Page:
Polly Wright: From Artist Placement Group to Incidental Futures; Curatorial programming through archival currents

20 minute presentation for AEROPONIC ACTS  - growing roots in air, DAI's 3 day marathon of lecture-perfomance acts, May 2019.

Incidental Futures is a public research programme organized through the Incidental Unit, the third iteration of the Artist Placement Group, that seeks to reignite and enrich debate around the role of the artist in contemporary society. “Incidental” refers to what Barbara Steveni, founding member of the Artist Placement Group, identifies as the ‘not knowing’ experienced by an individual who enters an unfamiliar context or chooses to critically examine their own milieu. The Incidental Unit is bound together by relations, knowledge, experience and a record of activity that reflects its socially-engaged nature. Through reflections on programming Incidental Futures, this presentation considers a personal curatorial approach applied to a living archive.

Rachel O’Reilly, Ghalya Saadawi, Laura Harris and Antonia Majaca responded to the question:

What could happen through Incidental Futures?

Report by Ayesha Hameed:

Wright provides a background to Incidental Futures – a public research programme organized through the Incidental Unit, the third iteration of the Artist Placement Group (APG), which seeks to reignite and enrich debate around the role of the artist in contemporary society. She uses her appointment to this programme to consider how the artist as ‘incidental person’ takes a third position outside themselves to disrupt spaces. In the 1970s, APG’s spaces were defined neither by object nor outcome. The presentation describes the pitfalls of their Broadmoor Community Study, a placement in which a mistreatment of patients at the high-security psychiatric institution caused outcry and incurred the criticism of, among others, Gustav Metzger and ultimately had its funding ultimately cut. The current iteration of APG considers how the archive can be re-examined in advance, and the role of artist, care and communal decision-making in that process.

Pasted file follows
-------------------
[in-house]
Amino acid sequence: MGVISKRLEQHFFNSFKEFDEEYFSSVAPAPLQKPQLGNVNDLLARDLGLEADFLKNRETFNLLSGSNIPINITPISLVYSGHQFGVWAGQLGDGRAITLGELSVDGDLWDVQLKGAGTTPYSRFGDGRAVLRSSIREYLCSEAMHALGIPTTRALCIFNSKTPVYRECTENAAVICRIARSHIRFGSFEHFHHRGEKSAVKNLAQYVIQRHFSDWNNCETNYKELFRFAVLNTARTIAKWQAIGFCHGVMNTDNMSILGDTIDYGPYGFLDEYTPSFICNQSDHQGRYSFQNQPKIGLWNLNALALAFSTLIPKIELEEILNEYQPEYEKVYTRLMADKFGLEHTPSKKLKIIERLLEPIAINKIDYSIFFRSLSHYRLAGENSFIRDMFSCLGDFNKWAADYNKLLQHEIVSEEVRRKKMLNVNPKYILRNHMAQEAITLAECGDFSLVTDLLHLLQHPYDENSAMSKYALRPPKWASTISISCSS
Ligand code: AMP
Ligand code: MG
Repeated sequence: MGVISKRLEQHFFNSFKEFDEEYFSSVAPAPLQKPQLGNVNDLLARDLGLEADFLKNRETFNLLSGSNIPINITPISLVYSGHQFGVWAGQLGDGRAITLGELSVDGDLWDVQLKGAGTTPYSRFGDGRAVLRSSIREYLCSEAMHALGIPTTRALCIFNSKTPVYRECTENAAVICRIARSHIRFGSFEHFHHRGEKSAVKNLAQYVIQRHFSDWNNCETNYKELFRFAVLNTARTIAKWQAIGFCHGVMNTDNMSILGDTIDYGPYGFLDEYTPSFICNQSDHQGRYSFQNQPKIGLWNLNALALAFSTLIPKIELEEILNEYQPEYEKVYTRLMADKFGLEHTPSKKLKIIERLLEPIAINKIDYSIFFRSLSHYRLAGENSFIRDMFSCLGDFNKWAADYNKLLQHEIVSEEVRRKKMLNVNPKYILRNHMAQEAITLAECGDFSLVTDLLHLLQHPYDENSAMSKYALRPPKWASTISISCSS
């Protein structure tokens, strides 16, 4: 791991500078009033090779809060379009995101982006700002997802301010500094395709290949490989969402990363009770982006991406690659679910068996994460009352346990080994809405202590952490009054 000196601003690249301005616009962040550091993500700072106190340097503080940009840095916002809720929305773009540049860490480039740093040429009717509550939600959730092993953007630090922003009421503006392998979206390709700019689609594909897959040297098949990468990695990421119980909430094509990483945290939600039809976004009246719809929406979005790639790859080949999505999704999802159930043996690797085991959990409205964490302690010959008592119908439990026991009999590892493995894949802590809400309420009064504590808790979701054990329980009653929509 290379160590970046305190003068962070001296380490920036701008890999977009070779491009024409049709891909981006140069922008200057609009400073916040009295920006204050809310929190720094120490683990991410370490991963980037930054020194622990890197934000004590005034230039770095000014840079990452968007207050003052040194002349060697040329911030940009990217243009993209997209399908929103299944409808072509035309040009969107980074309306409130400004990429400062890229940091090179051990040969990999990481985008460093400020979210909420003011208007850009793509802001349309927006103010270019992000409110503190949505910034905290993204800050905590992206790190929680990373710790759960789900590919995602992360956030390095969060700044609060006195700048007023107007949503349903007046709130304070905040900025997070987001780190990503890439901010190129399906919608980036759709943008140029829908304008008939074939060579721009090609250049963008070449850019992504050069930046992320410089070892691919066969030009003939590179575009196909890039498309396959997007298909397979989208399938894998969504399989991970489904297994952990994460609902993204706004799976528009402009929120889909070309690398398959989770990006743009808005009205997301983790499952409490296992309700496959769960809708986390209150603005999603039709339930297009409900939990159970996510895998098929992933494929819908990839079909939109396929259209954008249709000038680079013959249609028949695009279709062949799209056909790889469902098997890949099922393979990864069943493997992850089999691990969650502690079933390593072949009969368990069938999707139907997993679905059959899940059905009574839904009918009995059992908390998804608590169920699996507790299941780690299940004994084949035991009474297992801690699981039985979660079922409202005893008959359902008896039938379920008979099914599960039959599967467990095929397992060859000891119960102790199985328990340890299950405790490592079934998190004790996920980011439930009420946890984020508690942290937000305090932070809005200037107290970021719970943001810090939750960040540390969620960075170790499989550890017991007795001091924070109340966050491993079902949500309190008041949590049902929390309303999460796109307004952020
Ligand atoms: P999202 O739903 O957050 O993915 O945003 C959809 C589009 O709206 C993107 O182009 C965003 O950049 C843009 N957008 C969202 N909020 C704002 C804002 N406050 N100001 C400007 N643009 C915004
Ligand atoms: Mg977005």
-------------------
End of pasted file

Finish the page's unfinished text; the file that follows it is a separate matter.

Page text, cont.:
Rachel O’Reilly extended Wright’s question of the incidental artist to the incidental curator. ‘How does one do the work without doing the work that the corporate state should be doing?’ O’Reilly asked. She postulated that the archive was a good place to start, and noted the significance of people’s practices ruined by their engagement with this project, seeking more instability around that subject. She suggested the artist invite Left-wing, grassroots political organization Momentum to a meeting and think about the relation to labour and the UK. O’Reilly also brought up the question around locations of institutions, given freelance artists work on these projects from home.

Laura Harris noted that if the project is committed to the idea of not knowing, then we don’t know. She asked: ‘Who is the artist, what is their practice? What could be art beyond professionalization outside of an industrialized context?’ One possibility she offered was to expand the notion of artist outside of its context. And picking up on O’Reilly’s observations on location, she wondered how to intervene in the work context if it isn’t a place anymore.

For Antonia Majaca, the presentation caused her to wonder how we can we remain porous yet succinct in the art field with respect to function and what art is. This proposition elicited questions: ‘What kind of artistic intelligence is used here in exploring what influences art? Is it used in education but separated from art practice?’ In advocating that artists be placed in educational environments to train those in the tech sector, Majaca brought up a project in which an artist placed in such a setting did nothing but sit and think, which she said was not about a refusal to work. 

Ghalya Saadawi addressed the larger subject of Wright’s thesis that is not about the incidental, but which explores industry and workers. Saadawi asked: ‘What would a third position be today? Is this question necessary?’ When artists are not exceptional to the institution, she continued, and institutional critique is gone, what are the possibilities for action? She suggested expanding the role of the programmer, as to be porous and succinct is not enough.